(Editor’s note: The first version of this story had out-of-date details about Xandra van Wijk. That information has been updated.)
The United States and the Netherlands are – on many levels – a lot alike. Our Protestant work ethic came from Holland. English is just Dutch 2.0, and don’t forget that New York City used to be New Amsterdam.
But if there is one complete disconnect, it’s in the modern start-up mindset.
In the U.S., geeks, techies and coders grow up worshipping America’s pantheon of digital pioneers and venture capitalists including Steve Jobs, Jim Clark, Marc Andreessen, Peter Thiel (who is technically German), Mark Zuckerberg, Larry Page and Sergey Brin (technically Russian), Mary Meeker, and Elon Musk (technically South African).
They are our exemplars of vision, start-up moxie and risk-taking.
In the Netherlands, when there’s a big tech/start-up event, the Dutch trot out their royalty and government officials instead of their actual stars.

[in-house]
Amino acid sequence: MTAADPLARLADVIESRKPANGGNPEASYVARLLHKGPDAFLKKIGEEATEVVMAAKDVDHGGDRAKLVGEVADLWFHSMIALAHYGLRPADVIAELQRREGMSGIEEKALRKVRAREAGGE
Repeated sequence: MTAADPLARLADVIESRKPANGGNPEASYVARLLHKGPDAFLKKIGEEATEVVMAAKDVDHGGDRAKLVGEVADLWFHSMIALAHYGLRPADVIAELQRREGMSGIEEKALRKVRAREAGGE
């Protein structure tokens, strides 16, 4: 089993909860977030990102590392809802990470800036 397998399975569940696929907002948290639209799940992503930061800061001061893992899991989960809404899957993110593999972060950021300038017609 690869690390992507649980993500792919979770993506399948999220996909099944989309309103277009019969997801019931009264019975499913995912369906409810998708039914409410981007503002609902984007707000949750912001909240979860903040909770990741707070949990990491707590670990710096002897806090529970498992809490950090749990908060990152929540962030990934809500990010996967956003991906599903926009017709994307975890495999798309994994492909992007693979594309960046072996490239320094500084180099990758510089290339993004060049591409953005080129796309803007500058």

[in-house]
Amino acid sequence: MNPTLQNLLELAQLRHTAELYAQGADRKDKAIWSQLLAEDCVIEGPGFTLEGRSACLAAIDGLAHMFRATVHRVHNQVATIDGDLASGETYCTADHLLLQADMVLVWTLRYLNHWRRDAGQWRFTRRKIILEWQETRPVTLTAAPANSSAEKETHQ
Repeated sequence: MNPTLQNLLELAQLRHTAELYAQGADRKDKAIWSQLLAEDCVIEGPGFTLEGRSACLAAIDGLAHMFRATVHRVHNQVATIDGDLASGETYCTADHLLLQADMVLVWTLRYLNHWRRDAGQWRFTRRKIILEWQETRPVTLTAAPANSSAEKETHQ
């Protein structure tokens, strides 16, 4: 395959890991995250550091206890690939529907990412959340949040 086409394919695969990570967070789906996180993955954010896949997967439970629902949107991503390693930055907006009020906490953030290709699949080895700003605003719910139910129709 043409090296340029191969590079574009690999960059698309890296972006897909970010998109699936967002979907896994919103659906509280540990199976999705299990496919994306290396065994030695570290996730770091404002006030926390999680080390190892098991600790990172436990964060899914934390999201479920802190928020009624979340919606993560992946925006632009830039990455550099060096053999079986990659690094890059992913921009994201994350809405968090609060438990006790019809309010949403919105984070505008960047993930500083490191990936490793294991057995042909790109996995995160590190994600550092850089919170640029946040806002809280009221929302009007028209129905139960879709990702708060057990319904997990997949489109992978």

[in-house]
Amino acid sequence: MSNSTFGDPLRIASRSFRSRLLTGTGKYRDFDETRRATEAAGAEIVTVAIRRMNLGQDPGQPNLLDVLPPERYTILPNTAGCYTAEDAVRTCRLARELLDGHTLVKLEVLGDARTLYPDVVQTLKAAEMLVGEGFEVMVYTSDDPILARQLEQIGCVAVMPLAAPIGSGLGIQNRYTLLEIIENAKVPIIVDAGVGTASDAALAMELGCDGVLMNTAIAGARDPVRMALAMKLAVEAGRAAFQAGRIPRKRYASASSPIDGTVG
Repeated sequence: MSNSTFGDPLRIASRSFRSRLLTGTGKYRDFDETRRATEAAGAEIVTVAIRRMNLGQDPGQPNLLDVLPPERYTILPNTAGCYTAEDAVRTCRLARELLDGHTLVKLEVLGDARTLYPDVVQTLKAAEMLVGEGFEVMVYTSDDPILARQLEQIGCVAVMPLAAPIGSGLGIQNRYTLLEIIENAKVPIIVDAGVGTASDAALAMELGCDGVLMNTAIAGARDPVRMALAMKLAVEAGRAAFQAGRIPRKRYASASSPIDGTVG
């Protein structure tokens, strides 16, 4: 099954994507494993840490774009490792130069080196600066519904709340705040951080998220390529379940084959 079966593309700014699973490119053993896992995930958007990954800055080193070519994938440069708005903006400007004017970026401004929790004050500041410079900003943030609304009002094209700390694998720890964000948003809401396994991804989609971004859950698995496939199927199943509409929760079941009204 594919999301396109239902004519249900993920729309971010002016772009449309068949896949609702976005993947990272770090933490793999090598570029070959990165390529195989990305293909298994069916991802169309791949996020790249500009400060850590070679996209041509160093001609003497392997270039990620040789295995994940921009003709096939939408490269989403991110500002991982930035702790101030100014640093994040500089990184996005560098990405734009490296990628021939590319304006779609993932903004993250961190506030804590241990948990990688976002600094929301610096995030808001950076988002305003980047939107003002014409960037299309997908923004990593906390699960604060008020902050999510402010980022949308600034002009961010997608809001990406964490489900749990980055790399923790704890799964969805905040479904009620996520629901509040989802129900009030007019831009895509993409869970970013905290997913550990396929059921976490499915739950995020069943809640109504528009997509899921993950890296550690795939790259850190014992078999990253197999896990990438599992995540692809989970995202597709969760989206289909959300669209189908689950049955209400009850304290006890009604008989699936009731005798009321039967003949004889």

It drives me crazy.
Having been in the information delivery business for a while, I know the value of knowing about the most promising people and ideas in emerging tech scenes. Which is why we keep a running list of startups in Eindhoven, our HQ, for our investor friends back in the South and Midwest.
Of course, the Dutch tech scene is far bigger than Eindhoven. There are four centers: Amsterdam, Eindhoven, Delft and Utrecht. Delft alone has produced a number of successful startups including ViCentra, which makes insulin pumps, Bluebee’s cloud-based analysis of genetic information and Nightbalance, which makes a sleep-position trainer.
The most successful are consumer-related such as TomTom, Adyen and Booking.com. But for every unicorn, there are hundreds of high-tech startups in fintech, medtech and ultra-high tech categories such as photonics and photolithography.
It’s an exciting scene, probably second only to Sweden and way ahead of Germany, which really only has one big hit: Rocket Internet. I think we also have a journalistic obligation to tell you about the Dutch startup and tech scene because it’s going to get even bigger.